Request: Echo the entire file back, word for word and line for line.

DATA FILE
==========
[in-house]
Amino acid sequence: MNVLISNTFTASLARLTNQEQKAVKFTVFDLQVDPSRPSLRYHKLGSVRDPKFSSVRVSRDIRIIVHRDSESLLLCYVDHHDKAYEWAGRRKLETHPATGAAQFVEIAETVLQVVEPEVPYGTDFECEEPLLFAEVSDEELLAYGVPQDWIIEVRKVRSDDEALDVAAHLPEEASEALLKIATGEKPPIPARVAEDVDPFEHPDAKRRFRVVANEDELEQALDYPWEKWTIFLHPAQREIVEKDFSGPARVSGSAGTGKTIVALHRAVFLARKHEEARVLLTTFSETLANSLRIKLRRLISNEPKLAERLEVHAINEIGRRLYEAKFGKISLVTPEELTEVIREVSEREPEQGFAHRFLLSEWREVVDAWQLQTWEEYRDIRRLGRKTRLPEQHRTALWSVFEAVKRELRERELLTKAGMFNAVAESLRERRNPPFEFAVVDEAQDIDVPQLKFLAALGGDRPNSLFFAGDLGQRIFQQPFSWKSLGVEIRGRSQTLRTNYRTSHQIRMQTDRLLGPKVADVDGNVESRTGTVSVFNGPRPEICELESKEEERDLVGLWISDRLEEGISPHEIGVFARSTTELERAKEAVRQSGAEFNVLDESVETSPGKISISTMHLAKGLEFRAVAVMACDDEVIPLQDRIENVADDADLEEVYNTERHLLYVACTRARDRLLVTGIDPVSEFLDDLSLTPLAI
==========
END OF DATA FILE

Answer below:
[in-house]
Amino acid sequence: MNVLISNTFTASLARLTNQEQKAVKFTVFDLQVDPSRPSLRYHKLGSVRDPKFSSVRVSRDIRIIVHRDSESLLLCYVDHHDKAYEWAGRRKLETHPATGAAQFVEIAETVLQVVEPEVPYGTDFECEEPLLFAEVSDEELLAYGVPQDWIIEVRKVRSDDEALDVAAHLPEEASEALLKIATGEKPPIPARVAEDVDPFEHPDAKRRFRVVANEDELEQALDYPWEKWTIFLHPAQREIVEKDFSGPARVSGSAGTGKTIVALHRAVFLARKHEEARVLLTTFSETLANSLRIKLRRLISNEPKLAERLEVHAINEIGRRLYEAKFGKISLVTPEELTEVIREVSEREPEQGFAHRFLLSEWREVVDAWQLQTWEEYRDIRRLGRKTRLPEQHRTALWSVFEAVKRELRERELLTKAGMFNAVAESLRERRNPPFEFAVVDEAQDIDVPQLKFLAALGGDRPNSLFFAGDLGQRIFQQPFSWKSLGVEIRGRSQTLRTNYRTSHQIRMQTDRLLGPKVADVDGNVESRTGTVSVFNGPRPEICELESKEEERDLVGLWISDRLEEGISPHEIGVFARSTTELERAKEAVRQSGAEFNVLDESVETSPGKISISTMHLAKGLEFRAVAVMACDDEVIPLQDRIENVADDADLEEVYNTERHLLYVACTRARDRLLVTGIDPVSEFLDDLSLTPLAI